Maryna Chernyavska holds a position as the Folklore Archivist at the Bohdan Medwidsky Ukrainian Folklore Archives, Kule Folklore Centre, University of Alberta, Canada. She also administers Alberta on Record – a provincial online database of the Archives Society of Alberta. Maryna holds a Master of Arts degree in Ukrainian Folklore and a Master of Library and Information Studies degree from the University of Alberta. Her research interests include: folklore archives, digital archives, traditional knowledge and memory keeping, postmodern archives, and ethnic cultural heritage. Maryna serves on the board of the International Council on Archives – Section on University and Research Institution Archives, and is a co-chair of the Working Group on Archives of the International Society for Ethnology and Folklore.


Ukrainian Folklore Archives started in the late 1970s with a collection of ethnographic projects of students in the first Ukrainian Folklore classes at the University of Alberta taught by Bohdan Medwidsky. It grew to become a large research repository with fieldwork materials of faculty and graduate students in the Ukrainian Folklore program and an extensive research library. Thematic content of archival holdings reflected research interests of ethnographers and covered traditional songs and tales, sayings, beliefs, calendar and life cycle customs, material culture, folk arts, performance traditions (dance, choral activity, drama), as well as studies of vernacular and popular culture that relate to Ukrainian identity.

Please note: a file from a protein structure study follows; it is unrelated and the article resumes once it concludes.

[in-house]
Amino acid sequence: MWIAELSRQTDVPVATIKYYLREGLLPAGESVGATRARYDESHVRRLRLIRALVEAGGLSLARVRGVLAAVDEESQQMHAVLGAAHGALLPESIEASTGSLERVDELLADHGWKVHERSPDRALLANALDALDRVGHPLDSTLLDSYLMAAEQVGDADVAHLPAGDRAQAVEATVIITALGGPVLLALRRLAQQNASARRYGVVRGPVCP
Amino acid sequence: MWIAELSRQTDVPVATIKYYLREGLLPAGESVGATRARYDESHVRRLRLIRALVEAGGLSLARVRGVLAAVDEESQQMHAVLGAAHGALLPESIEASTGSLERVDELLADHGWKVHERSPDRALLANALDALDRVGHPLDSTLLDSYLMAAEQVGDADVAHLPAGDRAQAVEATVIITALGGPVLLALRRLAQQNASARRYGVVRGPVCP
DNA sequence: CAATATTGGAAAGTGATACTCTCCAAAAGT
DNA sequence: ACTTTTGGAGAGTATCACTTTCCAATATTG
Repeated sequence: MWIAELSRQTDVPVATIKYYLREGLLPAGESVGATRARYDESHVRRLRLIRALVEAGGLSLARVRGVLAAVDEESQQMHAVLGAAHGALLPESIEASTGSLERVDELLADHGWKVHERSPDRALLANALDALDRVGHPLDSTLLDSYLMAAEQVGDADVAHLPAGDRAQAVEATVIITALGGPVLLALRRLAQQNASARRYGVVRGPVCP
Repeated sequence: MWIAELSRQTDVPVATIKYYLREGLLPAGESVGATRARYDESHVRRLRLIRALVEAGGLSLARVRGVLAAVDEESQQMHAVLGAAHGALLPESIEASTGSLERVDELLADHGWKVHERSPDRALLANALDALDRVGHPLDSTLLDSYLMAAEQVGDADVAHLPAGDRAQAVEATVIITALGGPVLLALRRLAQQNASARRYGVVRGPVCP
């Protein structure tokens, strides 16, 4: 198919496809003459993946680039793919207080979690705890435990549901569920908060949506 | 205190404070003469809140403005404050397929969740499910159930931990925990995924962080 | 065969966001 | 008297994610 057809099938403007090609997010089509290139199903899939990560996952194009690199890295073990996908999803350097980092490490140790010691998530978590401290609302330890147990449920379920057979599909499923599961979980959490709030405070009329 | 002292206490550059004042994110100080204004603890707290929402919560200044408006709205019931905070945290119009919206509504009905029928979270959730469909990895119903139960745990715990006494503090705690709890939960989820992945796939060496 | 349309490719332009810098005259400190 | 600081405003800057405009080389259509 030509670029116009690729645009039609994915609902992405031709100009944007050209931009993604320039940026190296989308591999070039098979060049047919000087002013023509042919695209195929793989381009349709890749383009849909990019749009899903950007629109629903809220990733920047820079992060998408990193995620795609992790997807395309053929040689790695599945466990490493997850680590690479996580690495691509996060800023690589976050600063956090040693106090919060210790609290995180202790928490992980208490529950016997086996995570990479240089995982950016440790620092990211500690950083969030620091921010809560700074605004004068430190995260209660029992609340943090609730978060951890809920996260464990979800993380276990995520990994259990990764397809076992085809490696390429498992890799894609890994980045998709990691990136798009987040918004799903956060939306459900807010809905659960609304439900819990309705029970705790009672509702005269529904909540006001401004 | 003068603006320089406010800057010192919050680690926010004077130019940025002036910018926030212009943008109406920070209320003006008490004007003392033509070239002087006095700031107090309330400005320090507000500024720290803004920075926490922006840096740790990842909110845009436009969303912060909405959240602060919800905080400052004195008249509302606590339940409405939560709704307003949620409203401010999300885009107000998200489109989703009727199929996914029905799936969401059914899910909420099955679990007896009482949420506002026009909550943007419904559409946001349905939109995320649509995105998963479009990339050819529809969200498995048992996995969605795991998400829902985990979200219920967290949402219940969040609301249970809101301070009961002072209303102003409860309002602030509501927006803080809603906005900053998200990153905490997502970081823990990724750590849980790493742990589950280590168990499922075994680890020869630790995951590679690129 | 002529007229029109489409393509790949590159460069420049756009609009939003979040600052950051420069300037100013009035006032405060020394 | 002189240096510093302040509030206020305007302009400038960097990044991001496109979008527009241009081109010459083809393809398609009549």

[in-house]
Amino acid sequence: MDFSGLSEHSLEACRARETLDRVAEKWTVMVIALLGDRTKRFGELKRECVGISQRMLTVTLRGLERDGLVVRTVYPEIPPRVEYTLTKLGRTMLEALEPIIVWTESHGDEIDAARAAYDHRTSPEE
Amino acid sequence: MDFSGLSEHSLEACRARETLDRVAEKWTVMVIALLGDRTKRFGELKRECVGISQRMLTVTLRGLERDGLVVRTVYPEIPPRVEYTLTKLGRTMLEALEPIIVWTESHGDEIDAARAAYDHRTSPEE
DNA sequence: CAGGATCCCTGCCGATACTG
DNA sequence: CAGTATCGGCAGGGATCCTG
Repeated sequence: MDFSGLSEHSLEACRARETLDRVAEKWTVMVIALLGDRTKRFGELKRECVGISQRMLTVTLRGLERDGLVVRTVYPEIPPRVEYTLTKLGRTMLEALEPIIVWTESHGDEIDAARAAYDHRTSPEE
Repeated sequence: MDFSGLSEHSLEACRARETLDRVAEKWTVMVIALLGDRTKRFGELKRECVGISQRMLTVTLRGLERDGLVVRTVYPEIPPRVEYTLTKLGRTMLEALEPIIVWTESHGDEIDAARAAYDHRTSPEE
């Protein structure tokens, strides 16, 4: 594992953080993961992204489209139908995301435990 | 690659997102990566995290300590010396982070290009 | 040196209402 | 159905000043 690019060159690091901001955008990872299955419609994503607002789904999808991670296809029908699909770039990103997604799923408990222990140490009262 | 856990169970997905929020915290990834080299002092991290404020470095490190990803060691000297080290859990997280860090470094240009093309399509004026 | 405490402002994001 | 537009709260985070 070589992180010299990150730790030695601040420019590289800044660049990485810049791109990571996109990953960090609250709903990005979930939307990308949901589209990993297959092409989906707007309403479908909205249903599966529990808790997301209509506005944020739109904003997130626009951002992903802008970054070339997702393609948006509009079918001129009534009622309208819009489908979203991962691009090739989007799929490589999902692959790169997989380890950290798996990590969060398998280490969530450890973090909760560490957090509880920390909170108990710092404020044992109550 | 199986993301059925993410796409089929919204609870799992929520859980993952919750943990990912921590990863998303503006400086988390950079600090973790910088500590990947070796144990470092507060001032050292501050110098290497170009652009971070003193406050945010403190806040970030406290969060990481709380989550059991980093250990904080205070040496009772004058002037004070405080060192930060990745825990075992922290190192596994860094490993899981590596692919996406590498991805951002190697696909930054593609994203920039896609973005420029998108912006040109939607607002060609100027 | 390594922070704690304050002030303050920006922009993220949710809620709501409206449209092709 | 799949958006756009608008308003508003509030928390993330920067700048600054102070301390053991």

In the process of its professionalization, the Archives developed policies and procedures, secured institutional memberships with provincial and national archival associations, and hired an information professional to manage it. Its mandate both narrowed and expanded, with a greater focus on Ukrainian Canadian vernacular culture and that of other diaspora communities, and the inclusion of Ukrainian Canadian community life in the broad sense.

In this presentation, we will talk about diverse collections housed at the Ukrainian Folklore Archives, and will address challenges we have encountered managing archival materials and making them accessible to researchers and the general public. We will discuss changing acquisition practices, specifics of working with research materials, databases for managing archival collections that we have used, and the ways we have been making archival holdings of the Ukrainian Folklore Archives available, especially through the web.